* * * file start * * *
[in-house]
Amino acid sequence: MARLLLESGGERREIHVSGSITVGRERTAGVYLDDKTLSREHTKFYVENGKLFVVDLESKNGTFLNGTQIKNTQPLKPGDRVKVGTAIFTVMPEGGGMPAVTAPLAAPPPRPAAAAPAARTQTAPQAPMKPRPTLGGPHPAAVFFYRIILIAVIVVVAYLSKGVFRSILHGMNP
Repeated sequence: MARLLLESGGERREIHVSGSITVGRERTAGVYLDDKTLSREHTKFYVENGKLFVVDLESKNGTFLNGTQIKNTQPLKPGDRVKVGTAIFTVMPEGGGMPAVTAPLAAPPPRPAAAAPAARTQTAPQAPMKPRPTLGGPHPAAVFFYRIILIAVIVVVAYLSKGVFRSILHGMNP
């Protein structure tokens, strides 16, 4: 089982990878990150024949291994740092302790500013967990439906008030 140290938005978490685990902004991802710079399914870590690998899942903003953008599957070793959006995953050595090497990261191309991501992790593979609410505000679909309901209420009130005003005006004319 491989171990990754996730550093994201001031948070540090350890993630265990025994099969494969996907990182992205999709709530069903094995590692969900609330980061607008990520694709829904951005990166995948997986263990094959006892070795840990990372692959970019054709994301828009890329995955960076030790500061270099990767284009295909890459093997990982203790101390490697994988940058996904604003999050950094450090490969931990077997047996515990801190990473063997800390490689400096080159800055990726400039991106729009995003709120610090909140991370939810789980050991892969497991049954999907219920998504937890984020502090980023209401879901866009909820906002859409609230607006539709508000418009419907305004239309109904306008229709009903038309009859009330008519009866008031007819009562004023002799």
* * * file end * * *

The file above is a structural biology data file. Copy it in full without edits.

[in-house]
Amino acid sequence: MARLLLESGGERREIHVSGSITVGRERTAGVYLDDKTLSREHTKFYVENGKLFVVDLESKNGTFLNGTQIKNTQPLKPGDRVKVGTAIFTVMPEGGGMPAVTAPLAAPPPRPAAAAPAARTQTAPQAPMKPRPTLGGPHPAAVFFYRIILIAVIVVVAYLSKGVFRSILHGMNP
Repeated sequence: MARLLLESGGERREIHVSGSITVGRERTAGVYLDDKTLSREHTKFYVENGKLFVVDLESKNGTFLNGTQIKNTQPLKPGDRVKVGTAIFTVMPEGGGMPAVTAPLAAPPPRPAAAAPAARTQTAPQAPMKPRPTLGGPHPAAVFFYRIILIAVIVVVAYLSKGVFRSILHGMNP
């Protein structure tokens, strides 16, 4: 089982990878990150024949291994740092302790500013967990439906008030 140290938005978490685990902004991802710079399914870590690998899942903003953008599957070793959006995953050595090497990261191309991501992790593979609410505000679909309901209420009130005003005006004319 491989171990990754996730550093994201001031948070540090350890993630265990025994099969494969996907990182992205999709709530069903094995590692969900609330980061607008990520694709829904951005990166995948997986263990094959006892070795840990990372692959970019054709994301828009890329995955960076030790500061270099990767284009295909890459093997990982203790101390490697994988940058996904604003999050950094450090490969931990077997047996515990801190990473063997800390490689400096080159800055990726400039991106729009995003709120610090909140991370939810789980050991892969497991049954999907219920998504937890984020502090980023209401879901866009909820906002859409609230607006539709508000418009419907305004239309109904306008229709009903038309009859009330008519009866008031007819009562004023002799």